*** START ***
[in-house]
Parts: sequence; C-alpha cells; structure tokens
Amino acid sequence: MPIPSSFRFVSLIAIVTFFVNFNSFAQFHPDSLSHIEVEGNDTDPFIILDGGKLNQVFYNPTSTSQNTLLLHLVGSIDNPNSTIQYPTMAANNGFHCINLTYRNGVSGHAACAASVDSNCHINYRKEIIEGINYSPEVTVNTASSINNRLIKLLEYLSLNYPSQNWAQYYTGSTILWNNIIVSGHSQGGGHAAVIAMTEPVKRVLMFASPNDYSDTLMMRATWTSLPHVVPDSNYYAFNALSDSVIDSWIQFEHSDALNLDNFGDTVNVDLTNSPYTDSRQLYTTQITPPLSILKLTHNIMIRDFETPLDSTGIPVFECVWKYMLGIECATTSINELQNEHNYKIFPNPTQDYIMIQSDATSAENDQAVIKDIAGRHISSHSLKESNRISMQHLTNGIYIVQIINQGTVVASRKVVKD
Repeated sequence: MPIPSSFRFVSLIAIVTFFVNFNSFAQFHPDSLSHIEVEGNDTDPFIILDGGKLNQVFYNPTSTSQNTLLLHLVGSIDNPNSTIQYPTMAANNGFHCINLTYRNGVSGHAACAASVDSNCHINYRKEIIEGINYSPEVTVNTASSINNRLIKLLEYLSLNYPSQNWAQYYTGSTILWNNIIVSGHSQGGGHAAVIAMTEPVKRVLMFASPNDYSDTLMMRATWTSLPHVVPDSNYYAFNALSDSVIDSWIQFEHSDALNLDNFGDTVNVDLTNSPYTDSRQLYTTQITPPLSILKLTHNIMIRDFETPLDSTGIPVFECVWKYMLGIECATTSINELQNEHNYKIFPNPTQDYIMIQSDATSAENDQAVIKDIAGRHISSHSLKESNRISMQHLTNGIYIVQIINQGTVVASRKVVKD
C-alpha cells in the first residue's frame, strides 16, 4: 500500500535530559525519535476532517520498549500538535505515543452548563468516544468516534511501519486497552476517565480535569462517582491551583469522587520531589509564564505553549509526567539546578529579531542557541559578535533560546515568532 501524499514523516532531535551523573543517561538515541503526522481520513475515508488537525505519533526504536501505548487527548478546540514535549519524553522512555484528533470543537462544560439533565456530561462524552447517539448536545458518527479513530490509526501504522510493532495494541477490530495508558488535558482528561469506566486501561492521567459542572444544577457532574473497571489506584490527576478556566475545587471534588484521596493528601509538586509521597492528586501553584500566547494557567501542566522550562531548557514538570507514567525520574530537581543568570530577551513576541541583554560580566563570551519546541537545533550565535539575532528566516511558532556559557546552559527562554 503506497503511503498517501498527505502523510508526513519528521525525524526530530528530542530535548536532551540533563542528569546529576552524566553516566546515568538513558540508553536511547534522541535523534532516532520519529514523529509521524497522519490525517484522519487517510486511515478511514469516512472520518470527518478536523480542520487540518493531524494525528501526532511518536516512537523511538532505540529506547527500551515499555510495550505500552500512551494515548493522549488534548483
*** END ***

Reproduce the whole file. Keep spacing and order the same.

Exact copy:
[in-house]
Parts: sequence; C-alpha cells; structure tokens
Amino acid sequence: MPIPSSFRFVSLIAIVTFFVNFNSFAQFHPDSLSHIEVEGNDTDPFIILDGGKLNQVFYNPTSTSQNTLLLHLVGSIDNPNSTIQYPTMAANNGFHCINLTYRNGVSGHAACAASVDSNCHINYRKEIIEGINYSPEVTVNTASSINNRLIKLLEYLSLNYPSQNWAQYYTGSTILWNNIIVSGHSQGGGHAAVIAMTEPVKRVLMFASPNDYSDTLMMRATWTSLPHVVPDSNYYAFNALSDSVIDSWIQFEHSDALNLDNFGDTVNVDLTNSPYTDSRQLYTTQITPPLSILKLTHNIMIRDFETPLDSTGIPVFECVWKYMLGIECATTSINELQNEHNYKIFPNPTQDYIMIQSDATSAENDQAVIKDIAGRHISSHSLKESNRISMQHLTNGIYIVQIINQGTVVASRKVVKD
Repeated sequence: MPIPSSFRFVSLIAIVTFFVNFNSFAQFHPDSLSHIEVEGNDTDPFIILDGGKLNQVFYNPTSTSQNTLLLHLVGSIDNPNSTIQYPTMAANNGFHCINLTYRNGVSGHAACAASVDSNCHINYRKEIIEGINYSPEVTVNTASSINNRLIKLLEYLSLNYPSQNWAQYYTGSTILWNNIIVSGHSQGGGHAAVIAMTEPVKRVLMFASPNDYSDTLMMRATWTSLPHVVPDSNYYAFNALSDSVIDSWIQFEHSDALNLDNFGDTVNVDLTNSPYTDSRQLYTTQITPPLSILKLTHNIMIRDFETPLDSTGIPVFECVWKYMLGIECATTSINELQNEHNYKIFPNPTQDYIMIQSDATSAENDQAVIKDIAGRHISSHSLKESNRISMQHLTNGIYIVQIINQGTVVASRKVVKD
C-alpha cells in the first residue's frame, strides 16, 4: 500500500535530559525519535476532517520498549500538535505515543452548563468516544468516534511501519486497552476517565480535569462517582491551583469522587520531589509564564505553549509526567539546578529579531542557541559578535533560546515568532 501524499514523516532531535551523573543517561538515541503526522481520513475515508488537525505519533526504536501505548487527548478546540514535549519524553522512555484528533470543537462544560439533565456530561462524552447517539448536545458518527479513530490509526501504522510493532495494541477490530495508558488535558482528561469506566486501561492521567459542572444544577457532574473497571489506584490527576478556566475545587471534588484521596493528601509538586509521597492528586501553584500566547494557567501542566522550562531548557514538570507514567525520574530537581543568570530577551513576541541583554560580566563570551519546541537545533550565535539575532528566516511558532556559557546552559527562554 503506497503511503498517501498527505502523510508526513519528521525525524526530530528530542530535548536532551540533563542528569546529576552524566553516566546515568538513558540508553536511547534522541535523534532516532520519529514523529509521524497522519490525517484522519487517510486511515478511514469516512472520518470527518478536523480542520487540518493531524494525528501526532511518536516512537523511538532505540529506547527500551515499555510495550505500552500512551494515548493522549488534548483